Teenage girl drowns in Eisbach

style="float: right; margin-bottom: 10px; font-weight: 600;"Fri 2nd Jun, 2017

The surfing-wave in English Garden is a popular highlight with both tourists and locals. A reminder of Munich's relaxed approach to life, riding the wave has been illegal since 2010 and was only permitted because of a land exchange between the city of Munich and the state of Bavaria.

Riding the "standing wave" is recommended only for experienced surfers and considered dangerous. Swimming and bathing is prohibited in this area. The warning signs are there - but no one ensures that the prohibition is respected.

This is one of the reasons that fatal swimming accidents occur again and again - the last one on Monday 29th when a 15-year-old student drowned in the Eisbach. The teenage girl jumped into the water near the surfing wave with a friend and got into difficulties. By the time her friends noticed her absence and started looking for the girl and called rescuers, it was already too late. Her body was found later that day at the Tivoli power plant. Tragically the other teenagers didn't know their friend was a non-swimmer.

Experts know the dangers of the Eisbach, primarily its strong currents and cold temperatures. The often cheerful and clueless mood of young people spending their time at the river makes them even more unaware of its risks - and they ignore the warning signs.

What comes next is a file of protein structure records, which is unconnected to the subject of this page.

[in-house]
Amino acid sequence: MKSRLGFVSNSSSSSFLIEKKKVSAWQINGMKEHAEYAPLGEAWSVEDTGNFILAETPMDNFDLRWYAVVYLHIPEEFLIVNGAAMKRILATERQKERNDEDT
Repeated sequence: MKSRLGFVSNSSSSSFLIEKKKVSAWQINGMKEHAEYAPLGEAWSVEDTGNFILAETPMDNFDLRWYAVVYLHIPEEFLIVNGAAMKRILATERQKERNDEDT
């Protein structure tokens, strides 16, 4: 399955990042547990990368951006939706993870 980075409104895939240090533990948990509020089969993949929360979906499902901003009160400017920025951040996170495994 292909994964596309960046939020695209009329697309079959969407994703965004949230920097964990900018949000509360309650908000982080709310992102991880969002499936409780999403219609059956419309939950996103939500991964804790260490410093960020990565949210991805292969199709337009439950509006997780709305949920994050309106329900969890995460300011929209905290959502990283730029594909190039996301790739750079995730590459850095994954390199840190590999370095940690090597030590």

How can accidents be avoided in the future? How can compliance of the bathing ban be enforced?

According to an article in the Sueddeutsche Zeitung from May 31st 2017, the responsible authorities have not considered the deployment of lifesavers. If it would be possible to cover the whole length of the most dangerous part and provide the needed staffing is probably questionable anyway. Instead they count on the good sense and responsibility of the users when it comes to complying with the regulations. Putting up signs that hint to the danger of life seems to be enough, according to some. Ignoring them is compared to car drivers not complying to traffic rules and therefore endangering themselves. Leaves one question: traffic rules are taught in driving school. What school teaches young adults good sense and responsibility in an environment like the English Garden in summer?  

Additionally, what about the many tourists who would also accidentally put themselves in danger and who may not even speak German and consequently be unaware of the many fatalities this stretch of river has produced.

If you want to check out where bathing is officially allowed in the Isar, check the folllowing PDF:

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